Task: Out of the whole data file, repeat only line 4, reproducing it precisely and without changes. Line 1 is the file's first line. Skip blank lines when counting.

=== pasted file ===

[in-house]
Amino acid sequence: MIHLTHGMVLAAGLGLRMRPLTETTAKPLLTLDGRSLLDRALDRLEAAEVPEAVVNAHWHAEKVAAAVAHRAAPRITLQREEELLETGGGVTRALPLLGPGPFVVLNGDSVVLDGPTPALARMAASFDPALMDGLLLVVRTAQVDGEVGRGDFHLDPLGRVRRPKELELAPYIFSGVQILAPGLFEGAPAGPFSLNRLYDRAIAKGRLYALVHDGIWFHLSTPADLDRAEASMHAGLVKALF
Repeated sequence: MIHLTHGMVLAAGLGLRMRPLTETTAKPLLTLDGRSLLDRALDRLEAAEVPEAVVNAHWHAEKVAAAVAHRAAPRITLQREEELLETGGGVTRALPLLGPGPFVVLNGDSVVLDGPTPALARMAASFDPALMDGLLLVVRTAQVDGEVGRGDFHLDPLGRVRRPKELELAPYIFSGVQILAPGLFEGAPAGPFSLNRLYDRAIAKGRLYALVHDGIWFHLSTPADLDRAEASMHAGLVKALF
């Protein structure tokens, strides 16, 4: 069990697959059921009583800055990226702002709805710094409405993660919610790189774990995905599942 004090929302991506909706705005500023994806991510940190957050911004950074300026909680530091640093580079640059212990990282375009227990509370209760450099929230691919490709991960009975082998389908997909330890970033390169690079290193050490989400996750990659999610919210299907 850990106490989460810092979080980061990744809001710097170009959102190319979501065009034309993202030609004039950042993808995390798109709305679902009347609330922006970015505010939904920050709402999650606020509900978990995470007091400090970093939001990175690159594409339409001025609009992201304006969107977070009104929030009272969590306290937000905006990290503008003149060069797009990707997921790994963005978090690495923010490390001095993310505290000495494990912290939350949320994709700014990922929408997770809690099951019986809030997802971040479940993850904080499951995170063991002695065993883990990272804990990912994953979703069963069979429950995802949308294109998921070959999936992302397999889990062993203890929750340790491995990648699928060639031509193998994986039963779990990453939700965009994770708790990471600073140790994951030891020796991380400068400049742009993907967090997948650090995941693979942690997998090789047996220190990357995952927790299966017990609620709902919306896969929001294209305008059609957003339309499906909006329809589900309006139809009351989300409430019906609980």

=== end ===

């Protein structure tokens, strides 16, 4: 069990697959059921009583800055990226702002709805710094409405993660919610790189774990995905599942 004090929302991506909706705005500023994806991510940190957050911004950074300026909680530091640093580079640059212990990282375009227990509370209760450099929230691919490709991960009975082998389908997909330890970033390169690079290193050490989400996750990659999610919210299907 850990106490989460810092979080980061990744809001710097170009959102190319979501065009034309993202030609004039950042993808995390798109709305679902009347609330922006970015505010939904920050709402999650606020509900978990995470007091400090970093939001990175690159594409339409001025609009992201304006969107977070009104929030009272969590306290937000905006990290503008003149060069797009990707997921790994963005978090690495923010490390001095993310505290000495494990912290939350949320994709700014990922929408997770809690099951019986809030997802971040479940993850904080499951995170063991002695065993883990990272804990990912994953979703069963069979429950995802949308294109998921070959999936992302397999889990062993203890929750340790491995990648699928060639031509193998994986039963779990990453939700965009994770708790990471600073140790994951030891020796991380400068400049742009993907967090997948650090995941693979942690997998090789047996220190990357995952927790299966017990609620709902919306896969929001294209305008059609957003339309499906909006329809589900309006139809009351989300409430019906609980």